Astrolabe 1: SFF goodies, a thousand shattered gods, Beyond Oasis impressions, and some big personal news
Welcome to the first issue of my irregular newsletter, Astrolabe! Each new issue will bring you all sorts of goodies—from personal news about my work to thoughts on SFF, fandom, and gaming, to my favourite reads, and some fun retro gaming coverage.
I got an agent, y’all!
So, big news: I’m now represented by Eric Smith of P.S. Literary—literally the coolest guy in SFF. Eric and I have known each other for a while, generally geeking out over our shared love of science fiction, fantasy, and old school Japanese RPGs, so it was a natural fit when we connected over a non-fiction proposal for a book that is very near to my heart.
I’m not ready to talk about that project yet, but I’ll be working closely with Eric on finding a home for it and am excited to get to work. It won’t come as a surprise to anyone who’s followed my work over the past couple of years. Very on brand.
In the meantime, Eric and I are also working on my various fiction projects, including The Thousand Shattered Gods, The Rose and Honey Soul, and a few other pitches and ideas I’ve been kicking around for a few years.
You can read a bit more about me and Eric on my blog.
Out & About
(Out & About is where I highlight my work around the web—some recent and some old favourites.)
“Magic: The Gathering’s digital history, from first build to end step” is a long, exhaustive look into one of my favourite hobbies and its transition from table-top phenomenon to full-blown eSport over the course of 20+ years.
Like any product that’s survived multiple decades, Magic’s 25-year journey is full of world-class successes and almost catastrophic missteps. But if there’s one thing that never changes, it’s Wizards’s willingness to experiment and push forward, and their ever-present mandate to make the game as broadly accessible and appealing as possible to players around the planet.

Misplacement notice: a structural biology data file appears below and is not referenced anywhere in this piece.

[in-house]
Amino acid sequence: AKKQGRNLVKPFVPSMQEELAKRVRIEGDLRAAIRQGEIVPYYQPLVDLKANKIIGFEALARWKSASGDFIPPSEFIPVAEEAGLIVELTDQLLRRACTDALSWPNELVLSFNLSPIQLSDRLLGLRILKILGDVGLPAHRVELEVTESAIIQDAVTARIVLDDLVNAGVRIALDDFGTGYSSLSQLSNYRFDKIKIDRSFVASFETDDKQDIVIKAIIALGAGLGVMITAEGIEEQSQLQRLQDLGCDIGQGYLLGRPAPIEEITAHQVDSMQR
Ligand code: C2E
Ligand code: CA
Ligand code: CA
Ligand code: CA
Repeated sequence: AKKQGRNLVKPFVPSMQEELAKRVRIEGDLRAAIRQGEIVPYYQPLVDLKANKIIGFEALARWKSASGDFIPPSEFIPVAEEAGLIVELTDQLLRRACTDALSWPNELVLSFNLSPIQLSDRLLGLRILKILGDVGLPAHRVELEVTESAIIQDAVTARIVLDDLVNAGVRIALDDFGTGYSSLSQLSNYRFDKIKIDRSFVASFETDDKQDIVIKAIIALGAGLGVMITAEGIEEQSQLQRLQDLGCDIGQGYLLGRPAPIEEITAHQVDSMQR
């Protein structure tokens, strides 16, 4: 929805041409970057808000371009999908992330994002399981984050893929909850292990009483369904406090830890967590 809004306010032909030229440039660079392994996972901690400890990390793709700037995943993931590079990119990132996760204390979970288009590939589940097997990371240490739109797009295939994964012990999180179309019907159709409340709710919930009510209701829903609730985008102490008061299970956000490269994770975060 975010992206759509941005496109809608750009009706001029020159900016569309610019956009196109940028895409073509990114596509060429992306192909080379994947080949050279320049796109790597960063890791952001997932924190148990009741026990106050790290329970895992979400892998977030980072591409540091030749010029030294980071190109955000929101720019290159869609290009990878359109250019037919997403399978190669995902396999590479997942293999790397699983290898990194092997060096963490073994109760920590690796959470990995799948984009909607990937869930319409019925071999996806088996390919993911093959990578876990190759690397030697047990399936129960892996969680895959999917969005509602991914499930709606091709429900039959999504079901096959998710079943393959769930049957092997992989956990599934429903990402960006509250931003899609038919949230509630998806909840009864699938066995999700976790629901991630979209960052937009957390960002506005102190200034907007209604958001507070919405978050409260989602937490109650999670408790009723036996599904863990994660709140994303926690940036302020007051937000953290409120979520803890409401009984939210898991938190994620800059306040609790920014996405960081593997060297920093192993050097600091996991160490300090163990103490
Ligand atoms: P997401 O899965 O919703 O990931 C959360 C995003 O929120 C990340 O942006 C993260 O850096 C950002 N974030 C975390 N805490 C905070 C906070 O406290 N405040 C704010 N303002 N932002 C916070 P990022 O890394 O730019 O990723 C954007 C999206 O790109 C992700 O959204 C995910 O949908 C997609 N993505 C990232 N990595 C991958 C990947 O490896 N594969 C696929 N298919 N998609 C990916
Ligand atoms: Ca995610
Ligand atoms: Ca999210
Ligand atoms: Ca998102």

History is best told by the people who experienced it, so I’ve connected with pro players, Wizards of the Coast staff, journalists, and content creators who have devoted their lives to this wonderful game. Join us as we dive deep into the history of Magic: The Gathering’s digital ambitions.
To find the beginning of this digital journey, we have to travel way back to 1997, just four years after the release of the game’s ultra-rare Alpha edition.
To help me tell this story, I spoke to a bunch of Magic pro players, journalists, content creators, and Wizards of the Coast employees. I spent nearly a year working on it, and I’m not sure I’ve ever been more proud of a piece. Enjoy!
Read “Magic: The Gathering’s digital history, from first build to end step” on VentureBeat
Book review: Blazing High Seas Adventure: The Sin in the Steel by Ryan Van Loan (Tor.com)
Weaponized Nostalgia: Final Fantasy VII Remake (Insert Cartridge)
The 8 Craziest Japanese RPG Fan Theories (Insert Cartridge)
Game review: Beauty, Dragons, and Isometric Horror: Revisiting Breath of Fire IV (Nerds of a Feather)
Book Review: Ikoria: Lair of Monsters — Behemoths by Django Wexler (aidanmoher.com)
LTTP—Beyond Oasis (Sega Genesis, 1994)
( LTTP stands for “Late to the Party” and is a regular column where I let Twitter decide which retro game I’ll play for an hour. Do your worst, Twitter!)
Aaaaaand! The winner of the very first LTTP poll is…
(Though you already knew that because I spoiled it in this issue’s dek.)
(All images in this section come from Super Adventures in Gaming)
Beyond Oasis (also known as The Story of Thor: A Successor of the Light) is a 1994 Genesis action RPG that takes queues from Zelda and other popular adventure games of the time. I’ve dipped my toes into it several times, but never for more than twenty minutes, so this extended play session was a great experience and I managed to cover a decent portion of the game.
First impression is…
Holy wow those graphics! Huge, GORGEOUS sprites (though the low frames of animation make gameplay jerky, reminding me a bit of the SNES version of Trials of Mana), incredible, detailed environments, and SO MUCH COLOUR. Whenever I go back to 16-bit games, I’m reminded of how vibrant and colourful gaming was back then. I think we’re getting back to a similar place now—especially thanks to many amazing indie games, like Dead Cells, Hyper Light Drifter, and Cosmic Star Heroine—but it’s always such a joy to jump back in time to this Saturday Morning Cartoon aesthetic.